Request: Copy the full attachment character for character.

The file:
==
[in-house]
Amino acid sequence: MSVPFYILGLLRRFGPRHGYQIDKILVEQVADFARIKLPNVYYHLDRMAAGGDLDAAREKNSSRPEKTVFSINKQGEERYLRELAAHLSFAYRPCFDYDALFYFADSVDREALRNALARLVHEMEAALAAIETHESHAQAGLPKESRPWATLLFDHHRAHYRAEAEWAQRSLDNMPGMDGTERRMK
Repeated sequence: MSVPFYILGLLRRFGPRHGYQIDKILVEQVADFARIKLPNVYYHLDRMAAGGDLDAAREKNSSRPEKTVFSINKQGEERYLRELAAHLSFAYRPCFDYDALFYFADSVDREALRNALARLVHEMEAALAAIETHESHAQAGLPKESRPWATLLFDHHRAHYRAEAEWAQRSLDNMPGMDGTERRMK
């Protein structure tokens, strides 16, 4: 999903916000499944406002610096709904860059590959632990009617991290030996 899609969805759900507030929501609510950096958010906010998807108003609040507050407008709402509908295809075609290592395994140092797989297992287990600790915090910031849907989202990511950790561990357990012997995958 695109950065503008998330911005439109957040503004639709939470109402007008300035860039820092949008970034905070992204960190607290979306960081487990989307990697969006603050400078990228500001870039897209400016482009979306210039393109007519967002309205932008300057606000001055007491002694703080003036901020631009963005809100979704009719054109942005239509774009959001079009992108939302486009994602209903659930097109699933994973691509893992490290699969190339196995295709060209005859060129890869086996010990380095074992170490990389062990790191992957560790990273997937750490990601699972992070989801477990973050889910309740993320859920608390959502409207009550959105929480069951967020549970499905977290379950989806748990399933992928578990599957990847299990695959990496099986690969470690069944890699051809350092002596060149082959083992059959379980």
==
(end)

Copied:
[in-house]
Amino acid sequence: MSVPFYILGLLRRFGPRHGYQIDKILVEQVADFARIKLPNVYYHLDRMAAGGDLDAAREKNSSRPEKTVFSINKQGEERYLRELAAHLSFAYRPCFDYDALFYFADSVDREALRNALARLVHEMEAALAAIETHESHAQAGLPKESRPWATLLFDHHRAHYRAEAEWAQRSLDNMPGMDGTERRMK
Repeated sequence: MSVPFYILGLLRRFGPRHGYQIDKILVEQVADFARIKLPNVYYHLDRMAAGGDLDAAREKNSSRPEKTVFSINKQGEERYLRELAAHLSFAYRPCFDYDALFYFADSVDREALRNALARLVHEMEAALAAIETHESHAQAGLPKESRPWATLLFDHHRAHYRAEAEWAQRSLDNMPGMDGTERRMK
């Protein structure tokens, strides 16, 4: 999903916000499944406002610096709904860059590959632990009617991290030996 899609969805759900507030929501609510950096958010906010998807108003609040507050407008709402509908295809075609290592395994140092797989297992287990600790915090910031849907989202990511950790561990357990012997995958 695109950065503008998330911005439109957040503004639709939470109402007008300035860039820092949008970034905070992204960190607290979306960081487990989307990697969006603050400078990228500001870039897209400016482009979306210039393109007519967002309205932008300057606000001055007491002694703080003036901020631009963005809100979704009719054109942005239509774009959001079009992108939302486009994602209903659930097109699933994973691509893992490290699969190339196995295709060209005859060129890869086996010990380095074992170490990389062990790191992957560790990273997937750490990601699972992070989801477990973050889910309740993320859920608390959502409207009550959105929480069951967020549970499905977290379950989806748990399933992928578990599957990847299990695959990496099986690969470690069944890699051809350092002596060149082959083992059959379980």